Teen who didn't kill anyone faces 55 years in prison for felony murder

ELKHART, Ind. -- A teenager who didn't kill anyone, but was sentenced to 55 years in prison under the interesting felony murder law, is hoping the Indiana state Supreme Court will come to his aid when they hear his case Thursday.

According to The Guardian, Blake Layman was 16 when he and four friends broke into a neighbor's home on Oct. 3, 2012.  Thinking nobody was home, Layman and his friends were surprised when the homeowner came out of his room with a gun. Seeing he was being burgled, the homeowner opened fire with his legally owned handgun.

Layman's friend, 21-year-old Danzele Johnson, was killed by the homeowner. Layman himself was shot in the leg. Neither Layman nor his friends were armed.

But it was Layman, who had no criminal history and says he has never picked up a gun, who was charged with murder under the Indiana law for felony murder. The felony murder law mandates individuals who commit a felony that ends in death are charged with the murder, even if they were the victims, rather than the agents, of the killing.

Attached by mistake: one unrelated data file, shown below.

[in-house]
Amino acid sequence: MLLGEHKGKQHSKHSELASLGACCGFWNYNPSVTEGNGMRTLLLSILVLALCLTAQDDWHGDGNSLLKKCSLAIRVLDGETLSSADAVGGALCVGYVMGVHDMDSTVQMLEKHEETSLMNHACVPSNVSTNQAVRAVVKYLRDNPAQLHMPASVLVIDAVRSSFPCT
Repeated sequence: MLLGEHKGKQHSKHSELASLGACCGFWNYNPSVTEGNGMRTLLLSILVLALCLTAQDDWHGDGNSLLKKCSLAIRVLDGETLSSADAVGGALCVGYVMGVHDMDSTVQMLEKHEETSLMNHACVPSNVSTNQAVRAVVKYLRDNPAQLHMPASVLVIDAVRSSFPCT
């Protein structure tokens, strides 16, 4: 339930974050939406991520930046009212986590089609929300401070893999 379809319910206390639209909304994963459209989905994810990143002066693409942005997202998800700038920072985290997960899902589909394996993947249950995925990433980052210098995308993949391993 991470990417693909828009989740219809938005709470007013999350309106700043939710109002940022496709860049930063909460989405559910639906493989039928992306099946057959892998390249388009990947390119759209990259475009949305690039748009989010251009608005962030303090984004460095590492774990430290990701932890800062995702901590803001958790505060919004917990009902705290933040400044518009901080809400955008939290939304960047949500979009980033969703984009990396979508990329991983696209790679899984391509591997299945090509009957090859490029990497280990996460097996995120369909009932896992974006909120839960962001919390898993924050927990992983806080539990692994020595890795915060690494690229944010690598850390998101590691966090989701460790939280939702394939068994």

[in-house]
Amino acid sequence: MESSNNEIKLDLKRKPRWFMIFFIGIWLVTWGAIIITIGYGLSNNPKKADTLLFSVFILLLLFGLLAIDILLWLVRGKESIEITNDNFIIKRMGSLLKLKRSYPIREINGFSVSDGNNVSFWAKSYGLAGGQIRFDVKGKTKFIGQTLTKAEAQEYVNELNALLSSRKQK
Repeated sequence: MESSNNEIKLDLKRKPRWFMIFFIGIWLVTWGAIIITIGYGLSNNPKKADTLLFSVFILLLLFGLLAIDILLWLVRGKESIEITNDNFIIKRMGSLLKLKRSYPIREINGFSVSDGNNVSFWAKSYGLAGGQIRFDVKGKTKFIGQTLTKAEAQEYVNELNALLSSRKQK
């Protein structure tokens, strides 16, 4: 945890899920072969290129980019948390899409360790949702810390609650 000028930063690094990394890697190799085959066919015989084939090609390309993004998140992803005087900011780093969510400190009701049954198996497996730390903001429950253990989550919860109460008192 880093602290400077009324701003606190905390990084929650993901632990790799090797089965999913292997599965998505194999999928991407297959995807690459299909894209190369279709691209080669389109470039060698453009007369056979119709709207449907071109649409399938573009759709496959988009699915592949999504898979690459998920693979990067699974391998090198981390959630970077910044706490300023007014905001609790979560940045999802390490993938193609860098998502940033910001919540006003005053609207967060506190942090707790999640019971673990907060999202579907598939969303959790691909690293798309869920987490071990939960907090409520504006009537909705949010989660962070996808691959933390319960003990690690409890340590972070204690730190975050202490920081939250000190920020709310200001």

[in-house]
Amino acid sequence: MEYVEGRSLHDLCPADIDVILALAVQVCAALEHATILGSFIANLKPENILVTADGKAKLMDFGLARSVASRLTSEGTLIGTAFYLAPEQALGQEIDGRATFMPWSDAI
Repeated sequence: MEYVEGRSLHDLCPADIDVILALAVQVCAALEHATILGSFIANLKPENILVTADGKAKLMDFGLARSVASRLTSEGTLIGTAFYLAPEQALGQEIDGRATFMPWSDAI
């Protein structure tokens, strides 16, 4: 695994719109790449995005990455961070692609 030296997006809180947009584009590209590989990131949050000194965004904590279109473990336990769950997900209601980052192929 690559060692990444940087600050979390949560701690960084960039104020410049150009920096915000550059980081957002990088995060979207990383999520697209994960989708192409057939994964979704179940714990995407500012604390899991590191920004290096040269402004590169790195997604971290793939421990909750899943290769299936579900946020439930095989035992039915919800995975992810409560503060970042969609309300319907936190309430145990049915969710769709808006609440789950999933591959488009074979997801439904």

Layman was found guilty in a trial and sentenced to 55 years in prison.

According to the Guardian, 46 states have some form of the felony murder rule.

Now, Layman's appeal has reached the state supreme court. He and his lawyers argue that the felony murder law is not consistent, since neither he nor his friends were armed or fired a single shot and the death occurred at the hands of a third-party. Why should he be put in jail for decades?

To be clear, no one is arguing the killing wasn't justified, the Guardian reports.

"In Blake's case neither he nor any of his co-perpetrators killed anybody," lawyer Joel Wieneke told the Guardian. "This was a justified killing by the person who was protecting his home."

Angie Johnson, Layman's mother, argues that stealing and killing are different things, and her son doesn't deserve such a lengthy sentence behind bars.

"My son doesn't deserve that," Layman's mother told the Guardian.

Layman himself apologizes for his decisions.

"I know I did wrong," he said. "I know I committed a crime... I made a bad choice and I gladly take responsibility for it."

But he maintains his innocence in the face of the murder charge.

"I'm not a killer," he said.

For more on this story, click here.